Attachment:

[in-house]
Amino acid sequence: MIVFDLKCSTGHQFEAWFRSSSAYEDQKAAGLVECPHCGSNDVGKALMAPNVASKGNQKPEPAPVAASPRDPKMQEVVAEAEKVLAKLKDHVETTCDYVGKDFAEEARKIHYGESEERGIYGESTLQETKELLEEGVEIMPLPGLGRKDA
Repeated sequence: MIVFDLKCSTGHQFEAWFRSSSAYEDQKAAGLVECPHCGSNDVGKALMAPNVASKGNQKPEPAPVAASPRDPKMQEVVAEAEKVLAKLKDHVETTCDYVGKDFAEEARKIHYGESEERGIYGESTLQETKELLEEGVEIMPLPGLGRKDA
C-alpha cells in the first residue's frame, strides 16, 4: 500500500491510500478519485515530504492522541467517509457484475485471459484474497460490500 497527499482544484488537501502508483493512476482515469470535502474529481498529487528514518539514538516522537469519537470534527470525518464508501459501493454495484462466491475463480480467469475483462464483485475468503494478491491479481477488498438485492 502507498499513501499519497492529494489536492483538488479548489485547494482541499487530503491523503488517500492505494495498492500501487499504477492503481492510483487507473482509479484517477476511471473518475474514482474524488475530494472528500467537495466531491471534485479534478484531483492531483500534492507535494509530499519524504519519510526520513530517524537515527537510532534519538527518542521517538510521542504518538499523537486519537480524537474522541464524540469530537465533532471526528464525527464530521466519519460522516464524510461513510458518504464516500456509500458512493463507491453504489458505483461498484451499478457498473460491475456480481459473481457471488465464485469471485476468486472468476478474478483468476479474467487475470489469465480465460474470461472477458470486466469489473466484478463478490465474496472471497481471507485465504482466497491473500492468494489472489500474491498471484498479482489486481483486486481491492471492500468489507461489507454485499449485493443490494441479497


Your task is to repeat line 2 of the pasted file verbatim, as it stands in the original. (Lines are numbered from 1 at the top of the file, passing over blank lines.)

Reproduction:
Amino acid sequence: MIVFDLKCSTGHQFEAWFRSSSAYEDQKAAGLVECPHCGSNDVGKALMAPNVASKGNQKPEPAPVAASPRDPKMQEVVAEAEKVLAKLKDHVETTCDYVGKDFAEEARKIHYGESEERGIYGESTLQETKELLEEGVEIMPLPGLGRKDA